Do you ever look back at a day in your life and think maybe you should’ve stayed home, remembered to lock the front door before leaving, or wonder how stupid, so clueless at that point in your life? A day that made your life change on a single encounter, a single incident, meeting the one person you’d wished you’d never met, or wished you’d met years before? I had that day on a gorgeous spring morning in New Orleans, on the banks of Bayou Metairie.
When I biked from my Bayou St. John apartment that day, I had no intention of rehabbing human beings again, just had a goal to work on my photography portfolio. My ex-fiancé, ex-boyfriends, friends, and even relatives had made me promise to give up my addiction to “helping” strangers. Most people were just fine without my meddling, but it took several disastrous situations to make me wake up and smell the cafe’ au lait. As I peddled closer and closer to City park, dodging loose dogs, distracted car drivers, pigeons and potholes, my mantra was taken absolutely breathtaking pictures today. Make money. Quit the shitty waitressing jobs and do highly profitable photography shows at exclusive art galleries. We all need dreams, right? No one ever gets anywhere without them or working on them.
My name is Ginger Drummond, and I’m twenty-four, single, no kids, living in one of the most incredible cities in the world. Parts of my hometown still look like a war zone, years after that bitch Katrina had her way with us, and yes, we’re still healing, but we’re not quitters. From the very first people settling here, New Orleanians have survived epidemics, hurricanes, war, and we’re still here, damn it.
My destination that morning was a beautifully restored part of City Park, a public park rescued from ruin after Katrina, and being given a new lease as a revived classic Creole beauty. I locked my bike up near the old casino building that morning, taking in the intoxicating aroma of fresh beignets and cafe’ au lait, the families and lovers clustered under the red umbrella covered tables of Morning Call. I sat down on the grass, and mentally put together a checklist of what I needed to photograph that day, then started wandering the most civilized heart of the park.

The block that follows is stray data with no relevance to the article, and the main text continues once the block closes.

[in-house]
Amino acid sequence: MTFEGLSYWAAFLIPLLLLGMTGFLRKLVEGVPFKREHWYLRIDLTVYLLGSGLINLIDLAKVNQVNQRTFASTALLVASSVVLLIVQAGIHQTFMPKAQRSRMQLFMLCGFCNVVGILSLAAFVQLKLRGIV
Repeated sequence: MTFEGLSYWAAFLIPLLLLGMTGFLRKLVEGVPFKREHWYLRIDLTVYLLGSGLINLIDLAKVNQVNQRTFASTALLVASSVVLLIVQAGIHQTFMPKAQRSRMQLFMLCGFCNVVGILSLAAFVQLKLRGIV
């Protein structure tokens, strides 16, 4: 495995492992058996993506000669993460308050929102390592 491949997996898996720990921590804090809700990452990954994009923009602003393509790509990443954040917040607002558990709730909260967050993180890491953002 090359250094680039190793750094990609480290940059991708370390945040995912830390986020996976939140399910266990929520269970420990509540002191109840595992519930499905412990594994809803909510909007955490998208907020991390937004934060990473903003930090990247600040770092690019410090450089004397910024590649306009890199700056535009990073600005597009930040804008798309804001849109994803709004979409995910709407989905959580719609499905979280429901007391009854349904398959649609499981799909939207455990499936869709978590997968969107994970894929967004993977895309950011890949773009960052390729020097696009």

One of the things about me that’s always puzzled my family is why complete strangers will strike up conversations where ever I am, no matter what I’m doing. Small children, elderly people, middle aged women, odd men, every day I find myself approached and talking to interesting people. That day in the park I was like the Pied Piper of Hamlin, with children interrupting with thousands of questions, parents retrieving their kids, and tugging them away. Being nosy myself, and unafraid of talking to a stranger, is a practical skill for a photographer//waitress. It still mortifies my mother, Marie, and has gotten me in some not so pleasant situations. At times, it’s so pathetic I don’t even realize I’m doing it anymore.
That was the first day I saw August Olivier. He’d appeared in the sparse spring morning crowd of mothers, children, and old people taking in the sunshine and warm weather of New Orleans. He sat alone on the banks of Bayou Metairie, tossing out bits of stale baguette to ducks from a brown paper bag, watching them snatch and eat. He was dressed in baggy, torn, grubby jeans, an extremely large and faded Jazz Fest t-shirt, and had shaggy, dirty shoulder length blond hair pulled back with a leather string. His face was lean and tanned, and his blond beard was ragged, long, and unkempt. In other words, he looked like he’d slept wild under a shelter somewhere, and hadn’t had a decent meal or a bath in a long times. I felt that tingle of makeover superpower strength, that the urge to “help”, and pinched myself, hard. Those negative therapy technique people use. Like my old therapist told me to use when tempted to “fix” people.